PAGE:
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Aug 01, 2018

For the Love of Dogs

Friends are important. And long-standing friends are so rare and so precious that they can hardly be overvalued. But if humanity, as a species, were to name one friend that had been there since the very beginning, it would be certainly be...well, dogs. They were our evolutionary companions from early on. They are a part of our mythologies, our legends, and our tall tales

But while we can imagine that people have always loved their dogs, there's actual evidence to back it up as well. As Indiana Jones would tell you, archeology is the path to many abilities some would consider to be unnatural. (Wait, I think I messed up that quote. Anyway.) 

"Bonum canum sunt, Augostus."

We have records––thanks to archeologists and historians––for how people used to love and care for their dogs, and it comes from the epitaphs that they wrote on the graves of their four-legged friends. And just to be clear, if you think WE love our dogs now when we post them on Instagram and Facebook, can you imagine what's going through the hearts of these ancient people who spent serious money to carve their affectionate words into stone. Here are some to warm your hearts.

Pearl, the Dog from Gaul

 

One of the most famous remains is about a dog name "Pearl" (Margarita, in Latin), who was a lap dog to a wealthy woman in what is modern day France. Look at the details and the simple, home elements here––an active dog that liked to chase, but mastered laying sprawled out on a blanket? Sounds like dogs I know. (Also notice how this is written in the first person view of the dog––something that happens in other epigrams too.)

Gaul sired me, the shell of the rich sea gave me my name: the honour of that name is becoming to my beauty. Taught to roam unexplored woodlands with courage and to chase hirsute game in the hills, unaccustomed ever to be restrained by heavy harnesses or to endure savage beatings with my snow-white body: for I used to lie in my master’s and my mistress’s lap and mastered the art of resting wearily on a spread-out blanket. Even though I used to be able to express more than I was entitled to with my inarticulate mouth – that of a dog! –, no one feared my barking. But I have already met my fate, stricken down during ill-omened whelping – me, whom earth now covers under this little marble plaque.

Patrick the Lap Dog

Some people wrote in their own voice and were much more frank about their feelings. It also turns out we've been ascribing human qualities to our pets forever.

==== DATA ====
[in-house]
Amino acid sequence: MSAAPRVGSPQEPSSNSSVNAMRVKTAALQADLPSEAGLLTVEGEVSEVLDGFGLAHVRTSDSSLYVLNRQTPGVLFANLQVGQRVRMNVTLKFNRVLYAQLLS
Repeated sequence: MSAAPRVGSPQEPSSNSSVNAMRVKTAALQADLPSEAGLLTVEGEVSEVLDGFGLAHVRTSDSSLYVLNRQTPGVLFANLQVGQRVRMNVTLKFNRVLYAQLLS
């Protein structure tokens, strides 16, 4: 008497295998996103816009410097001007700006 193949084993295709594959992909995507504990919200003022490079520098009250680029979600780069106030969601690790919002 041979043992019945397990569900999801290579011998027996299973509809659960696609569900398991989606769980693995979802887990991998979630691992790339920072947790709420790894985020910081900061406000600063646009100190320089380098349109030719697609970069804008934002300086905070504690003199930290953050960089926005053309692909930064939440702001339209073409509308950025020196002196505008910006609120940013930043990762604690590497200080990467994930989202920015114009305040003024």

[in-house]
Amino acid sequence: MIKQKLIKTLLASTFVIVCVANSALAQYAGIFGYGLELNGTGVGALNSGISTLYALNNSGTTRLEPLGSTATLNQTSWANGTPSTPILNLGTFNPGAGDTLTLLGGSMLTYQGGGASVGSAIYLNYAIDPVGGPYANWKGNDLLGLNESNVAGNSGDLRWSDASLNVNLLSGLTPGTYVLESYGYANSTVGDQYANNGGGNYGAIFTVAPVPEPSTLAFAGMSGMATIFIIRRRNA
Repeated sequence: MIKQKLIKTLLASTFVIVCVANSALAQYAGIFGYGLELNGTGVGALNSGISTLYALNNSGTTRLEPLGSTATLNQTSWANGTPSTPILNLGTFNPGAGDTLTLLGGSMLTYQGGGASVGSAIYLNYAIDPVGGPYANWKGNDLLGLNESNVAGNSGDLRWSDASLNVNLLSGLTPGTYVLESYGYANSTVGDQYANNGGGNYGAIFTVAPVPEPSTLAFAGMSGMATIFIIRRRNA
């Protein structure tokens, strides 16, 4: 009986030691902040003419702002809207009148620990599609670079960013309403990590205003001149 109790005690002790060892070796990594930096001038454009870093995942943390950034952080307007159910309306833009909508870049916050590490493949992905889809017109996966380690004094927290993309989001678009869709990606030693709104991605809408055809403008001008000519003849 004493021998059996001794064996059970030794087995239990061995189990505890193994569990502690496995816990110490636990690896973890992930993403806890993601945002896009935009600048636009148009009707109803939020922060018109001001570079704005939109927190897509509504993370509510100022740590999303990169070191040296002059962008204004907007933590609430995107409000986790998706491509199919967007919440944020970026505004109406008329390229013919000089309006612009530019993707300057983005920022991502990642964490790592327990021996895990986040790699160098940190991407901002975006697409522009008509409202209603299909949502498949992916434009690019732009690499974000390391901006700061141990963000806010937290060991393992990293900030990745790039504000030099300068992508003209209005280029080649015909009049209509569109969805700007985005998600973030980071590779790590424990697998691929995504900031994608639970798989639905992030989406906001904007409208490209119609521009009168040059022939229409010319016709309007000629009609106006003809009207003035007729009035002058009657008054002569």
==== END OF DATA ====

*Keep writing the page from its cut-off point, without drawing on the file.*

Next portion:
"My eyes were wet with tears, our little dog, when I bore thee (to the grave)... So, Patricus, never again shall thou give me a thousand kisses. Never canst thou be contentedly in my lap. In sadness have I buried thee, and thou deservist. In a resting place of marble, I have put thee for all time by the side of my shade. In thy qualities, sagacious thou wert like a human being. Ah, me! What a loved companion have we lost!" 

Mostly Quiet Myia 

Ancient people thought a lot about the obedience of their pets in terms of their quietness. But the juxtaposition of their silence in life and death was not lost on them either.

 "[Myia] never barked without reason, but now he is silent."

The celebration of Myia's life continues:

How sweet and friendly she was! While she was alive she used to lie in the lap, always sharing sleep and bed. What a shame, Midge, that you have died! You would only bark if some rival took the liberty of lying up against your mistress. What a shame, Midge, that you have died! The depths of the grave now hold you and you know nothing about it. You cannot go wild nor jump on me, and you do not bare your teeth at me with bites that do not hurt.

Lycas the Heroic Hunter

Hunting dogs were beloved as companions and fellow-heroes, and they were celebrated as such. Even to ancient ears, the following is pretty overblown for commemorating a dog.

"Surely even as thou liest dead in this tomb I deem the wild beasts yet fear thy white bones, huntress Lycas; and thy valor great Pelion knows, and splendid Ossa and the lonely peaks of Cithaeron." 

The Dalmatian Pig

From Mary Beard's original post

As a final bonus, there is this extraordinary epitaph in praise of a domesticated pig that was "a friend to everybody." Mary Beard has a long take on the context and venue for this epigram, but the story seems to be that this poor creature was run over by a chariot, as depicted on the relief image. Seems like a cute little hog. 

 

A pig, friend to everybody
a young four-footed one
here I lay, having left
behind, the land of Dalmatia
as an offered gift,
at Dyrrachion I walked
Apollonia yearning
and all the road I crossed
on foot alone steadily.
But by the force of a wheel
I have now lost the light
longing to see Emathia
and the Phallic Chariot
Here now I lie, owing
nothing to death anymore

Its a lot of mortality and heroism to ascribe to an animal. But it seems to have been some pig.

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bruno on Aug 03, 2018:

Thanks for this. Made my afternoon.